New Article: Davis, Israeli–Palestinian Healthcare Partnerships

Davis, Ryan G. “Israeli–Palestinian Healthcare Partnerships: Advancing Multitrack Peacework After the Arab Spring.” Peace & Change 39.2 (2014): 190-221.

 

URL: http://onlinelibrary.wiley.com/doi/10.1111/pech.12064/abstract

 

Anstract

Israeli–Palestinian cooperation on healthcare initiatives demonstrates the potential for progress toward peace through nongovernmental partnerships while formal government negotiations falter. Health interventions create space for opposing groups to engage peacefully and collaboratively, but disagreement persists about the politicization of humanitarian assistance. Together with other sectors of society, the healthcare community can contribute to achieving and maintaining peace between Israelis and Palestinians as part of a multitrack peacework strategy. The Arab Spring’s revitalization of democracy and civil society throughout the region creates opportunities for broad-based, civilian-motivated movements for change. Drawing on events during the 2008–2009 Gaza War and experiences with various healthcare programs, I describe three mechanisms by which peace can be advanced through health initiatives and review what evidence is available to support this approach.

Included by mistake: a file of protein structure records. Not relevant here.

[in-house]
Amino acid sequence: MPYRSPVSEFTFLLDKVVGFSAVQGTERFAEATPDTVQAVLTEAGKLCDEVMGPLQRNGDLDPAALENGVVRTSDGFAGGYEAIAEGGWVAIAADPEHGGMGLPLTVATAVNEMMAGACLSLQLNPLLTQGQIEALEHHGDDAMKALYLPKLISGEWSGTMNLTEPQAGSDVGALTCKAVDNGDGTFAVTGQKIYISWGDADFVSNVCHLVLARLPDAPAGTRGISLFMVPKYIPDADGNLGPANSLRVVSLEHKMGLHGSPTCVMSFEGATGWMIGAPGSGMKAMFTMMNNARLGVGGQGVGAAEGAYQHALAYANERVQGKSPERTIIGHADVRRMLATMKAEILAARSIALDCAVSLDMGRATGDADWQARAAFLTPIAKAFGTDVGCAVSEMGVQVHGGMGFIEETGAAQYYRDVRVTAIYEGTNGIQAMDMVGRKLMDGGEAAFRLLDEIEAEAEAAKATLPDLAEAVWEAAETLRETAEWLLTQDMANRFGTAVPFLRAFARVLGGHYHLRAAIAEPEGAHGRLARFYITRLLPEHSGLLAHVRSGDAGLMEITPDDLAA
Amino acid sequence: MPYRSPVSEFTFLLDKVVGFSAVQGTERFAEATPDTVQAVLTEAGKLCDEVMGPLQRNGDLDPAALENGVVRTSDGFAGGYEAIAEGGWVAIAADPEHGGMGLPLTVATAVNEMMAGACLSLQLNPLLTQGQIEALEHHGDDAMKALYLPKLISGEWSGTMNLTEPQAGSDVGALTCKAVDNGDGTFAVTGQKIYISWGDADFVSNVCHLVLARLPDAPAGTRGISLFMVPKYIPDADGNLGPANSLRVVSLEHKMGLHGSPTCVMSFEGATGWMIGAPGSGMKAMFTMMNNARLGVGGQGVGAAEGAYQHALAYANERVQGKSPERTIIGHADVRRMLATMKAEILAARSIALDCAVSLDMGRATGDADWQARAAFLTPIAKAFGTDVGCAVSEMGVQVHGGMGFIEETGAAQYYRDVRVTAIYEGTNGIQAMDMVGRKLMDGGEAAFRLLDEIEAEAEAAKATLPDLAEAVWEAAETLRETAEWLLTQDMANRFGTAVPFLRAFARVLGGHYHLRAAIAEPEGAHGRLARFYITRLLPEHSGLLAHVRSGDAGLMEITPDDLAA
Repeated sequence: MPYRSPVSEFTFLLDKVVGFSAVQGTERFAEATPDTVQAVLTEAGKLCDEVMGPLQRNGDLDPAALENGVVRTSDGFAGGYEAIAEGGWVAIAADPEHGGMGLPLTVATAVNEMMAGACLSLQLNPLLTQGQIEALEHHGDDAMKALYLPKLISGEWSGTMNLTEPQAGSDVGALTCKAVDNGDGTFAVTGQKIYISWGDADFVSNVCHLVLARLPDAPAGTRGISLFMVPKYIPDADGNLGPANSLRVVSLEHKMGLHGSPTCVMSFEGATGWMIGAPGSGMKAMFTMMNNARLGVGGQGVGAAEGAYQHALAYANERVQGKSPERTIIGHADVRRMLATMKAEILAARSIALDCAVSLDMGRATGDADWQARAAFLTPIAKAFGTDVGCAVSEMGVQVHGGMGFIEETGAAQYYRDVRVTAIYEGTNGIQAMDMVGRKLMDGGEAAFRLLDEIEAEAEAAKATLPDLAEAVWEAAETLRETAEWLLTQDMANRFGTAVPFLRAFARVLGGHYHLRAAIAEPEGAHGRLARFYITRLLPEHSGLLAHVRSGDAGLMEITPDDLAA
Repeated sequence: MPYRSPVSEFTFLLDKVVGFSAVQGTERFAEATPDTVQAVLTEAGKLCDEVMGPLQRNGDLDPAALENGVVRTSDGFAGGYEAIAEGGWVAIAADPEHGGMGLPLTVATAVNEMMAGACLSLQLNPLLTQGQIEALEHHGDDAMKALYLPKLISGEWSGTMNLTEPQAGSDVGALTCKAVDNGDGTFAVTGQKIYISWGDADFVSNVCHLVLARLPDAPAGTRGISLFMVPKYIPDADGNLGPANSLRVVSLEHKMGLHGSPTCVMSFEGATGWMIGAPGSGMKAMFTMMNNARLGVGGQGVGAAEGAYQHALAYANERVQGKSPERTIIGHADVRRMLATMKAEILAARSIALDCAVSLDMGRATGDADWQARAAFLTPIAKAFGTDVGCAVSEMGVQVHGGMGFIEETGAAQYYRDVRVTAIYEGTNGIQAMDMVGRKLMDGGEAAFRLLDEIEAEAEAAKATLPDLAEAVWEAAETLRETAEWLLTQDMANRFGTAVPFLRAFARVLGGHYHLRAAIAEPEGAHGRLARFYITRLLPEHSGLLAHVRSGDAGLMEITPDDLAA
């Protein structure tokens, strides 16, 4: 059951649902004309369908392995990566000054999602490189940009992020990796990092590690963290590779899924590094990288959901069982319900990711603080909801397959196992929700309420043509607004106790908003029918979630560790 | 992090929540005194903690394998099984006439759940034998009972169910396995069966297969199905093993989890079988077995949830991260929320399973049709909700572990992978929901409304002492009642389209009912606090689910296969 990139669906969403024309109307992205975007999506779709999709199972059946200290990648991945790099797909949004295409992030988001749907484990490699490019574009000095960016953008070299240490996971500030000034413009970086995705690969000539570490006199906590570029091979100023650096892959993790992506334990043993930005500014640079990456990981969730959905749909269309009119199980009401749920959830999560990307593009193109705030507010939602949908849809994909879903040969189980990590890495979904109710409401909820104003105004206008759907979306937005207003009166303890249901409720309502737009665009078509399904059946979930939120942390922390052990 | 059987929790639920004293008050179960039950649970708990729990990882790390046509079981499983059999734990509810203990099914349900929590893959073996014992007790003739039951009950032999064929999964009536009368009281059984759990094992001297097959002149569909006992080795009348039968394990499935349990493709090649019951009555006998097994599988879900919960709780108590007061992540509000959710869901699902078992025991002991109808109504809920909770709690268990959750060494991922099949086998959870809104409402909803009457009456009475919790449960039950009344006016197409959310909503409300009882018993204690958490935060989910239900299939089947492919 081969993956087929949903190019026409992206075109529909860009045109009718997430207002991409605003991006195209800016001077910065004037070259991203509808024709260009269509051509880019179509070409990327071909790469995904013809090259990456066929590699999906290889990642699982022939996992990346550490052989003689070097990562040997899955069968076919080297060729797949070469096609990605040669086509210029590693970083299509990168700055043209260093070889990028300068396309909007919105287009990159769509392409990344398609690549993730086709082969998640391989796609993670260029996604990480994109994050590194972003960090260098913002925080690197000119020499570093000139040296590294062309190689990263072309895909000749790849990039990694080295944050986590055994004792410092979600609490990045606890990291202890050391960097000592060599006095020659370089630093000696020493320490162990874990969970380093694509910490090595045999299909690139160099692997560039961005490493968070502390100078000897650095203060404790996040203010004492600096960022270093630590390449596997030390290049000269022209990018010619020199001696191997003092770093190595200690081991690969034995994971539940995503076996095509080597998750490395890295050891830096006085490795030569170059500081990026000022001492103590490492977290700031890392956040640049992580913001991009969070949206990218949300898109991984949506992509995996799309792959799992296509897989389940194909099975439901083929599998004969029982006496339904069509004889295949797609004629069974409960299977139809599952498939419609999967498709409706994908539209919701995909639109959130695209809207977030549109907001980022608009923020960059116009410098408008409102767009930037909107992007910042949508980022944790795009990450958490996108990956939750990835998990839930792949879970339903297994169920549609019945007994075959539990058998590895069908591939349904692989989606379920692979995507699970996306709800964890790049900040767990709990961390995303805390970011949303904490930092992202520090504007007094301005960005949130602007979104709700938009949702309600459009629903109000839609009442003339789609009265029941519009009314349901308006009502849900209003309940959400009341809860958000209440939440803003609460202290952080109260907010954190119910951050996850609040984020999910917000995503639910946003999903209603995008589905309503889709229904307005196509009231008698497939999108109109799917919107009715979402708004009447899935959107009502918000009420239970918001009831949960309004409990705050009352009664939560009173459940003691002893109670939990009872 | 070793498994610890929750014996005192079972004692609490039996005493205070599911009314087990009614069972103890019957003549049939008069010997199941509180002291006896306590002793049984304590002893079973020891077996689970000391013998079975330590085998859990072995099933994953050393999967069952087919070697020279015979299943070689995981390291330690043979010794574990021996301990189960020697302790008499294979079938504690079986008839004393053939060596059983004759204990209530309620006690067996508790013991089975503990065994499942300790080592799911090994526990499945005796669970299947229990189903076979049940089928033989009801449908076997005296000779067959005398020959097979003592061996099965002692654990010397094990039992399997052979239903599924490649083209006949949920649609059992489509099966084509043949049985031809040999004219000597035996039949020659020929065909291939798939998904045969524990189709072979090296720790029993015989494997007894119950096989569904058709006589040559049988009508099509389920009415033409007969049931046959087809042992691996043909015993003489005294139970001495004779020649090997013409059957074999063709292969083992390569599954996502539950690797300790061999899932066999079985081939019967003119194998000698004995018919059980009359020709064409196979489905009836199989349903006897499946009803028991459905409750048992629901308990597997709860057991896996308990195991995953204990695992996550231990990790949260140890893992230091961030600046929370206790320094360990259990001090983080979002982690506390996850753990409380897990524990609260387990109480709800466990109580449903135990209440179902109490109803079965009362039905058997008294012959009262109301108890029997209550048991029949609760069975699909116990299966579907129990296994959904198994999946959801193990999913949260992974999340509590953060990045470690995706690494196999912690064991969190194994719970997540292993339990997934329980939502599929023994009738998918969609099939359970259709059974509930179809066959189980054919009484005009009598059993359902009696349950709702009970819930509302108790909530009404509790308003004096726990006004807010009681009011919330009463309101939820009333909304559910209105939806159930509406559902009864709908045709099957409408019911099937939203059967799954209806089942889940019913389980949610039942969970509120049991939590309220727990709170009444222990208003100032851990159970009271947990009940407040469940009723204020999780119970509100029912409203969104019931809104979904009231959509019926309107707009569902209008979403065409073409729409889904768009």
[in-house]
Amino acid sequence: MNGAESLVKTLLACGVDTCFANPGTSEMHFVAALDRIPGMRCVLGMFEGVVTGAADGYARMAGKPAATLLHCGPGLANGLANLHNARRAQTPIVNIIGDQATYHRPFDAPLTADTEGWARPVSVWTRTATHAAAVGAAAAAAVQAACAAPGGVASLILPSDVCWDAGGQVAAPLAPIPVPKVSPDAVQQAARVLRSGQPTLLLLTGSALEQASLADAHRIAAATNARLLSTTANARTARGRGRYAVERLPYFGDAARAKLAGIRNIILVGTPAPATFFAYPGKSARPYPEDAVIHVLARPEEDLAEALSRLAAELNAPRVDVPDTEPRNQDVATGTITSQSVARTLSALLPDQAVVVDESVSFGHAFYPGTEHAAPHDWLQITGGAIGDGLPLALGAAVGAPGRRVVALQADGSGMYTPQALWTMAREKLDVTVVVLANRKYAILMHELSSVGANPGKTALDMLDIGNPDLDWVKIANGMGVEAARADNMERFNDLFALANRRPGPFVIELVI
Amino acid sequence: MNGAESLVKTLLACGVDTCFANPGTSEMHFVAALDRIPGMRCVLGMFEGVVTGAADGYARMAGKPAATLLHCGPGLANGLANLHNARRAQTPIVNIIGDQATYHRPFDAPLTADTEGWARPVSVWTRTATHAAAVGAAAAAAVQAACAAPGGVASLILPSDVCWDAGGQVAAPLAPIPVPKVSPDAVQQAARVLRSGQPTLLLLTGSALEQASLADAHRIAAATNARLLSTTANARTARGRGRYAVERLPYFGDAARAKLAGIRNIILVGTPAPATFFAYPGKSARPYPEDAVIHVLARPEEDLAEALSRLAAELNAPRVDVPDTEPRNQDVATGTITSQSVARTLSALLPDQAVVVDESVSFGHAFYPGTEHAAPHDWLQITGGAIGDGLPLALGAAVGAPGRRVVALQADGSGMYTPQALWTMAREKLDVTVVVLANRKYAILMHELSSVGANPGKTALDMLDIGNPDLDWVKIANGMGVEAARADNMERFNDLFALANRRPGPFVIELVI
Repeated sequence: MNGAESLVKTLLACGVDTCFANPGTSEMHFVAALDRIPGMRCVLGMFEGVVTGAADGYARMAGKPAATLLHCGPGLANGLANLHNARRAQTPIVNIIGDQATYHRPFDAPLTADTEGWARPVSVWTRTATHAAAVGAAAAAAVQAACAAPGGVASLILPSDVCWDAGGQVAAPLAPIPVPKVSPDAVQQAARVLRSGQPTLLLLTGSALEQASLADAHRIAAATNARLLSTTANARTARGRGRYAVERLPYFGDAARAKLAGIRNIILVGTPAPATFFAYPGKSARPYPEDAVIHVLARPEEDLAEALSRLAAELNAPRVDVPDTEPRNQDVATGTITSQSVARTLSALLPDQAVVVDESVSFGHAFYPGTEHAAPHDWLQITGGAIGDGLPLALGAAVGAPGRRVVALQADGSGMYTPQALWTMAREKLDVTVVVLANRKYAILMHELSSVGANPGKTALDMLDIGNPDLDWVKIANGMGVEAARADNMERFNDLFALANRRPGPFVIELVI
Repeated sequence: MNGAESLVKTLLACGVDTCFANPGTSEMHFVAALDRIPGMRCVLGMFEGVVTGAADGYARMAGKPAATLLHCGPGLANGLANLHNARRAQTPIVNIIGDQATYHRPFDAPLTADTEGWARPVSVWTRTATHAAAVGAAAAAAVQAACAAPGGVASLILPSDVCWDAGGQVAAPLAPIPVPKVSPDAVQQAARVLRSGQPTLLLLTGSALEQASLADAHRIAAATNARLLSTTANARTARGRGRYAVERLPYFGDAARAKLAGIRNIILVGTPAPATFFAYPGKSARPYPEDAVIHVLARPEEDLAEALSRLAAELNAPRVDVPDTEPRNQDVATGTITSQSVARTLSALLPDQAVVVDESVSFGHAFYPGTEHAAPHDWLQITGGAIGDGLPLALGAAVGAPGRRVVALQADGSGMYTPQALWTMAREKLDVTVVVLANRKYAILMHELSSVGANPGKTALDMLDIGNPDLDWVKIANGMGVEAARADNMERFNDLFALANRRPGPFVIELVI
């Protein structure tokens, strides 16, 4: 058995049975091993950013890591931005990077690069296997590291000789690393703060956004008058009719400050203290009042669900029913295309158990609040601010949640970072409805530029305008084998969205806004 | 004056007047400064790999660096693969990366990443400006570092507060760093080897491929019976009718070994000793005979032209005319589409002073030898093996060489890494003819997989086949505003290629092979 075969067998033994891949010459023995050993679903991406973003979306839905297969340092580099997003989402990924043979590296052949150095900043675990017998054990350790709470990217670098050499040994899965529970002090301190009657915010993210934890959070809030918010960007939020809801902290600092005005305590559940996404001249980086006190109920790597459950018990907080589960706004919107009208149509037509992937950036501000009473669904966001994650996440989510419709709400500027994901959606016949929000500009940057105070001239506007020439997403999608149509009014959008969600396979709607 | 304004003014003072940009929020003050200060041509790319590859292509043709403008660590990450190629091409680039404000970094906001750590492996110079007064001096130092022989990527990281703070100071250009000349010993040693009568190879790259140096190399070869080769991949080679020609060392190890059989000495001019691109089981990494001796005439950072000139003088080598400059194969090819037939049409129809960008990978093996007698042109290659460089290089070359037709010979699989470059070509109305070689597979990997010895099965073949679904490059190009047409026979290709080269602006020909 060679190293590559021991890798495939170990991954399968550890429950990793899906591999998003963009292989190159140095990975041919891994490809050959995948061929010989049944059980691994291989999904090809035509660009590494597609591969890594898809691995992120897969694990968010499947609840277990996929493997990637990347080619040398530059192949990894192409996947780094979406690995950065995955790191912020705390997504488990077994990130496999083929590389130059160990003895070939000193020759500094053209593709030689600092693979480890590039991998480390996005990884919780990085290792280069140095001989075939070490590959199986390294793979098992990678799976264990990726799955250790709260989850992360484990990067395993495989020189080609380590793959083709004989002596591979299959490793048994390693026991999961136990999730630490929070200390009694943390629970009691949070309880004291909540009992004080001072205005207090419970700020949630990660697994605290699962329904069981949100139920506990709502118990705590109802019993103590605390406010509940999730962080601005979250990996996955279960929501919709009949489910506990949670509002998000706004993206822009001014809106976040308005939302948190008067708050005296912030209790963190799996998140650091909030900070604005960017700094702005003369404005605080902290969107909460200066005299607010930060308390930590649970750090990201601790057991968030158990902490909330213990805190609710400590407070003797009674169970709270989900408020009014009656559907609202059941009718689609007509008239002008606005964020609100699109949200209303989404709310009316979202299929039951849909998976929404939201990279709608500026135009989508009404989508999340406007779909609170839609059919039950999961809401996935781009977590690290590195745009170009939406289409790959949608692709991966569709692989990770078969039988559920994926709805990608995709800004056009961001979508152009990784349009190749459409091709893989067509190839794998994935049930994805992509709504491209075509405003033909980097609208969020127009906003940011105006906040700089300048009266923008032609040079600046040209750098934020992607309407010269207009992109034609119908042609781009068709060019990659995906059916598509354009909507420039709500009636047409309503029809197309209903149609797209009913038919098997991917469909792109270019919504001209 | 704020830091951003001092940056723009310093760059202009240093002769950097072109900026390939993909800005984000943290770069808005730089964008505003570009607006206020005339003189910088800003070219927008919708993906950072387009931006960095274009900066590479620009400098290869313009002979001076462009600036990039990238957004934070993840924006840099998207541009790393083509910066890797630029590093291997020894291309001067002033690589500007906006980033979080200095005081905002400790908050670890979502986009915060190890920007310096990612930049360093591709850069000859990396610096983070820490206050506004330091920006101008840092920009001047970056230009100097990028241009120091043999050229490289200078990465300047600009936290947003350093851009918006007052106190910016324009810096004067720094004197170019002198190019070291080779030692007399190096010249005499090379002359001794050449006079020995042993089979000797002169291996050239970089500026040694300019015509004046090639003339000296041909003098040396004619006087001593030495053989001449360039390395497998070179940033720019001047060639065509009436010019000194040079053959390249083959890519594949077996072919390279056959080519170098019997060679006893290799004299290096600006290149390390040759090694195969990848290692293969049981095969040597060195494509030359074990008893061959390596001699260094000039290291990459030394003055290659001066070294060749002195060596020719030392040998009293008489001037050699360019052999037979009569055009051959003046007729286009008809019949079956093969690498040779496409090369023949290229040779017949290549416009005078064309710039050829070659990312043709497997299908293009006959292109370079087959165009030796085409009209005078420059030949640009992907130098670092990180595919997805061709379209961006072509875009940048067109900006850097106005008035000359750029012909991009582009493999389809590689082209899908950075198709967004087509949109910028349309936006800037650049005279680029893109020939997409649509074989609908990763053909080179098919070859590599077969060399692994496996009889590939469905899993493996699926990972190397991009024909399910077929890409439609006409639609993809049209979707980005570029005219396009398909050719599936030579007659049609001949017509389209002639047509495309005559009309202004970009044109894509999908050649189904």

New Article: Cohen, National Budget Transparency and the Israeli Health Care Policy

Cohen, Nissim. “The Power of Expertise? Politician–Bureaucrat Interactions, National Budget Transparency and the Israeli Health Care Policy.” Policy Studies 34.5-6 (2013): 638-54.

 

URL: http://www.tandfonline.com/doi/abs/10.1080/01442872.2013.804174

 

Abstract

How do ministry of Finance (MOF) bureaucrats preserve their dominance in the national budget process? As we all know, MOF bureaucrats are important in politics and policy, we know much less about exactly how they play their role. Political analysis of the interaction between politicians and bureaucrats in the Israeli healthcare policy arena reveals asymmetry of information in favour of the bureaucrats at the MOF. Among others, this asymmetry is also due to a lack of transparency in the national budgeting process. While presenting the balance of power between the players in the Israeli health policy arena, we point to the MOF bureaucrats as the most dominant players – though their power is not absolute as it always seems. Quite a few indications point at ‘non-democratic’ strategies made by these bureaucrats in their interactions with the other players. The empirical findings show that alongside bureaucrats’ expertise, strategies based on concealment, manipulation in presentation of information, lack of transparency and ‘Buying’ politicians (bribe for budgets) establish the dominance of MOF’s bureaucrats in the policy arena. Under the structural conditions of centralisation, the other players tend to find alternative solutions for promoting the public policies they seek.